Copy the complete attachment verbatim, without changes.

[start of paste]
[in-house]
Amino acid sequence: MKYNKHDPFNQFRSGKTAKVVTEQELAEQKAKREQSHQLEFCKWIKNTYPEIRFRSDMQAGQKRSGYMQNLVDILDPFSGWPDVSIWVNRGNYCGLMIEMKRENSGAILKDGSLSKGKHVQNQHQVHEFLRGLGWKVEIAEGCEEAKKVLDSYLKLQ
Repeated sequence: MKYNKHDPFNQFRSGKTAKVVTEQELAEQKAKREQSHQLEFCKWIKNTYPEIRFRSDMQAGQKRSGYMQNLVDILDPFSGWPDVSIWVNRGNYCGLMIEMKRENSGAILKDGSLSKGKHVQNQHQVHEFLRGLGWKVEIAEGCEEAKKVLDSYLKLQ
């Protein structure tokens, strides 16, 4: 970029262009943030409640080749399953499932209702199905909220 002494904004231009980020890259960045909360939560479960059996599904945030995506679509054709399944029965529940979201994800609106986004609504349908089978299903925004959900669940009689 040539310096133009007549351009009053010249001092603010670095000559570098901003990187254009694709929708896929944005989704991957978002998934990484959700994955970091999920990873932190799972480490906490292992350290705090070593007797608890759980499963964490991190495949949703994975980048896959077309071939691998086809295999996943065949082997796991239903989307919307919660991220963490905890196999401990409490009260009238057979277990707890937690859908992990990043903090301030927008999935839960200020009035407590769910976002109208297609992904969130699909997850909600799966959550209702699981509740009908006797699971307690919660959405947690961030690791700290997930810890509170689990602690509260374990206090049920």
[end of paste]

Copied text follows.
[in-house]
Amino acid sequence: MKYNKHDPFNQFRSGKTAKVVTEQELAEQKAKREQSHQLEFCKWIKNTYPEIRFRSDMQAGQKRSGYMQNLVDILDPFSGWPDVSIWVNRGNYCGLMIEMKRENSGAILKDGSLSKGKHVQNQHQVHEFLRGLGWKVEIAEGCEEAKKVLDSYLKLQ
Repeated sequence: MKYNKHDPFNQFRSGKTAKVVTEQELAEQKAKREQSHQLEFCKWIKNTYPEIRFRSDMQAGQKRSGYMQNLVDILDPFSGWPDVSIWVNRGNYCGLMIEMKRENSGAILKDGSLSKGKHVQNQHQVHEFLRGLGWKVEIAEGCEEAKKVLDSYLKLQ
């Protein structure tokens, strides 16, 4: 970029262009943030409640080749399953499932209702199905909220 002494904004231009980020890259960045909360939560479960059996599904945030995506679509054709399944029965529940979201994800609106986004609504349908089978299903925004959900669940009689 040539310096133009007549351009009053010249001092603010670095000559570098901003990187254009694709929708896929944005989704991957978002998934990484959700994955970091999920990873932190799972480490906490292992350290705090070593007797608890759980499963964490991190495949949703994975980048896959077309071939691998086809295999996943065949082997796991239903989307919307919660991220963490905890196999401990409490009260009238057979277990707890937690859908992990990043903090301030927008999935839960200020009035407590769910976002109208297609992904969130699909997850909600799966959550209702699981509740009908006797699971307690919660959405947690961030690791700290997930810890509170689990602690509260374990206090049920």